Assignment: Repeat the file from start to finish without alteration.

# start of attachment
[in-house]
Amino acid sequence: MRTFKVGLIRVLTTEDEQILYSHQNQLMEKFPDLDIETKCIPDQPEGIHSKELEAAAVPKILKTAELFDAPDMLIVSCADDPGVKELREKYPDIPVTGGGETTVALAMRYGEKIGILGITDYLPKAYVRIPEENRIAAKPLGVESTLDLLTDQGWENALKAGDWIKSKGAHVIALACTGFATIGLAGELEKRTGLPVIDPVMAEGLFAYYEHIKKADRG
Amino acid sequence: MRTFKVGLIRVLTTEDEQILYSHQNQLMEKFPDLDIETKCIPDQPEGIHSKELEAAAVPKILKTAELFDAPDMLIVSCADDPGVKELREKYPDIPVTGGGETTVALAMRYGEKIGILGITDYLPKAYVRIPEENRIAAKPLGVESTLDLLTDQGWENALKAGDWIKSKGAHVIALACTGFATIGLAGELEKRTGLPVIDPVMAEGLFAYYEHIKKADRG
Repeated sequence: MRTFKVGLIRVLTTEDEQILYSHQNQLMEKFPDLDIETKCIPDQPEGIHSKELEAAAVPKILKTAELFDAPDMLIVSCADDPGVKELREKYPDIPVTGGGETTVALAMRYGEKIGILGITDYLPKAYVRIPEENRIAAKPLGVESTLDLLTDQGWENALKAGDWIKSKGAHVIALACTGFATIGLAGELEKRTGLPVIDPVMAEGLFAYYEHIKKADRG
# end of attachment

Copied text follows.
[in-house]
Amino acid sequence: MRTFKVGLIRVLTTEDEQILYSHQNQLMEKFPDLDIETKCIPDQPEGIHSKELEAAAVPKILKTAELFDAPDMLIVSCADDPGVKELREKYPDIPVTGGGETTVALAMRYGEKIGILGITDYLPKAYVRIPEENRIAAKPLGVESTLDLLTDQGWENALKAGDWIKSKGAHVIALACTGFATIGLAGELEKRTGLPVIDPVMAEGLFAYYEHIKKADRG
Amino acid sequence: MRTFKVGLIRVLTTEDEQILYSHQNQLMEKFPDLDIETKCIPDQPEGIHSKELEAAAVPKILKTAELFDAPDMLIVSCADDPGVKELREKYPDIPVTGGGETTVALAMRYGEKIGILGITDYLPKAYVRIPEENRIAAKPLGVESTLDLLTDQGWENALKAGDWIKSKGAHVIALACTGFATIGLAGELEKRTGLPVIDPVMAEGLFAYYEHIKKADRG
Repeated sequence: MRTFKVGLIRVLTTEDEQILYSHQNQLMEKFPDLDIETKCIPDQPEGIHSKELEAAAVPKILKTAELFDAPDMLIVSCADDPGVKELREKYPDIPVTGGGETTVALAMRYGEKIGILGITDYLPKAYVRIPEENRIAAKPLGVESTLDLLTDQGWENALKAGDWIKSKGAHVIALACTGFATIGLAGELEKRTGLPVIDPVMAEGLFAYYEHIKKADRG